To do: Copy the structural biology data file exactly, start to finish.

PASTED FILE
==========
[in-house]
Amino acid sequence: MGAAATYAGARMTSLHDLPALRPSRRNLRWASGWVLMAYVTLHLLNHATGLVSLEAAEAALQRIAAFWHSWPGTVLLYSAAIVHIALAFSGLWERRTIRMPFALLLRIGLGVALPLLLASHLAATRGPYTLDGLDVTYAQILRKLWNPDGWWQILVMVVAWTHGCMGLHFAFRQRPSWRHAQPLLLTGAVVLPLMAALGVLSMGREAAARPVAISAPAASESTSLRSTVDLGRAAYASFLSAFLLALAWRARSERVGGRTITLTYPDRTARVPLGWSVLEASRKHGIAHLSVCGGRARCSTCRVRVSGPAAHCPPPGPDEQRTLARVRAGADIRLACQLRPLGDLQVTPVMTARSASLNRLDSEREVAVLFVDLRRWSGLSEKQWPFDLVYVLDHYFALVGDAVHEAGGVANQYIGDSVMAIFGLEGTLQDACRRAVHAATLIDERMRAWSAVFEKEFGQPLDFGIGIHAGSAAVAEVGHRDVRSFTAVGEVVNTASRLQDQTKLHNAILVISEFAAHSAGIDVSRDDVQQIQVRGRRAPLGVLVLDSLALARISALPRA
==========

[in-house]
Amino acid sequence: MGAAATYAGARMTSLHDLPALRPSRRNLRWASGWVLMAYVTLHLLNHATGLVSLEAAEAALQRIAAFWHSWPGTVLLYSAAIVHIALAFSGLWERRTIRMPFALLLRIGLGVALPLLLASHLAATRGPYTLDGLDVTYAQILRKLWNPDGWWQILVMVVAWTHGCMGLHFAFRQRPSWRHAQPLLLTGAVVLPLMAALGVLSMGREAAARPVAISAPAASESTSLRSTVDLGRAAYASFLSAFLLALAWRARSERVGGRTITLTYPDRTARVPLGWSVLEASRKHGIAHLSVCGGRARCSTCRVRVSGPAAHCPPPGPDEQRTLARVRAGADIRLACQLRPLGDLQVTPVMTARSASLNRLDSEREVAVLFVDLRRWSGLSEKQWPFDLVYVLDHYFALVGDAVHEAGGVANQYIGDSVMAIFGLEGTLQDACRRAVHAATLIDERMRAWSAVFEKEFGQPLDFGIGIHAGSAAVAEVGHRDVRSFTAVGEVVNTASRLQDQTKLHNAILVISEFAAHSAGIDVSRDDVQQIQVRGRRAPLGVLVLDSLALARISALPRA